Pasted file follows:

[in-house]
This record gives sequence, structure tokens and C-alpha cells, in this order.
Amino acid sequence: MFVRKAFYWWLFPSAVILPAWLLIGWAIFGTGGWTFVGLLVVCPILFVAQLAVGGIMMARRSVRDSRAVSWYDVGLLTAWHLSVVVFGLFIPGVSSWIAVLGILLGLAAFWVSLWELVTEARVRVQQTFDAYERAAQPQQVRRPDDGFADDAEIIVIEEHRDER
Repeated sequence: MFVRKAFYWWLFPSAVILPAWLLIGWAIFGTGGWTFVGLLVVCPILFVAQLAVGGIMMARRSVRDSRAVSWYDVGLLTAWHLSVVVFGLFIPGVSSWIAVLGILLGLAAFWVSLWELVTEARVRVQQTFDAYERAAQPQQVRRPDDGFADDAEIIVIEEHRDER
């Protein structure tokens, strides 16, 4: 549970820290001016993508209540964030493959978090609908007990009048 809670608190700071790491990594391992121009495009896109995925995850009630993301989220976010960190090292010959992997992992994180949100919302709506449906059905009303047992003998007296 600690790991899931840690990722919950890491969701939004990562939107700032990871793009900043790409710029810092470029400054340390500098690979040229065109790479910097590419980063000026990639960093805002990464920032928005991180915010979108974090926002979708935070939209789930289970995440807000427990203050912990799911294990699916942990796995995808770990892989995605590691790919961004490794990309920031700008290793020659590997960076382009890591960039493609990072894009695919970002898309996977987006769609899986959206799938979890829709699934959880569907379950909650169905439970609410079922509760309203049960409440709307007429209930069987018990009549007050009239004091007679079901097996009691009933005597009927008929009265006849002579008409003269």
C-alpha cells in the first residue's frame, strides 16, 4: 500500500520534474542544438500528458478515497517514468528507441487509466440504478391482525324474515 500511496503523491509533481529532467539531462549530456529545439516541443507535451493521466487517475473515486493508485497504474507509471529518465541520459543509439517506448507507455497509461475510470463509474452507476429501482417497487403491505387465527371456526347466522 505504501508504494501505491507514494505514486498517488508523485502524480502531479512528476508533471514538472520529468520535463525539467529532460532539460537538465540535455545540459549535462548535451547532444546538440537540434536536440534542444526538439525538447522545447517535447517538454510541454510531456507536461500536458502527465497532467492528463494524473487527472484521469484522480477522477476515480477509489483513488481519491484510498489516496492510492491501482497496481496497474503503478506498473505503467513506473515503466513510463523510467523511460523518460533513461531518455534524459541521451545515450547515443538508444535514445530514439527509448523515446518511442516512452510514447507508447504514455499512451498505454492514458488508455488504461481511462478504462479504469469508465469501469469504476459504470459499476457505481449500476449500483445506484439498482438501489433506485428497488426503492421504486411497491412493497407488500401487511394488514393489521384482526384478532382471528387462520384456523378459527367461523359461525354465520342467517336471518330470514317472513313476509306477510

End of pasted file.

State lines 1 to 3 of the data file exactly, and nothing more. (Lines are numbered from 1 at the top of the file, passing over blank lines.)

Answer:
[in-house]
This record gives sequence, structure tokens and C-alpha cells, in this order.
Amino acid sequence: MFVRKAFYWWLFPSAVILPAWLLIGWAIFGTGGWTFVGLLVVCPILFVAQLAVGGIMMARRSVRDSRAVSWYDVGLLTAWHLSVVVFGLFIPGVSSWIAVLGILLGLAAFWVSLWELVTEARVRVQQTFDAYERAAQPQQVRRPDDGFADDAEIIVIEEHRDER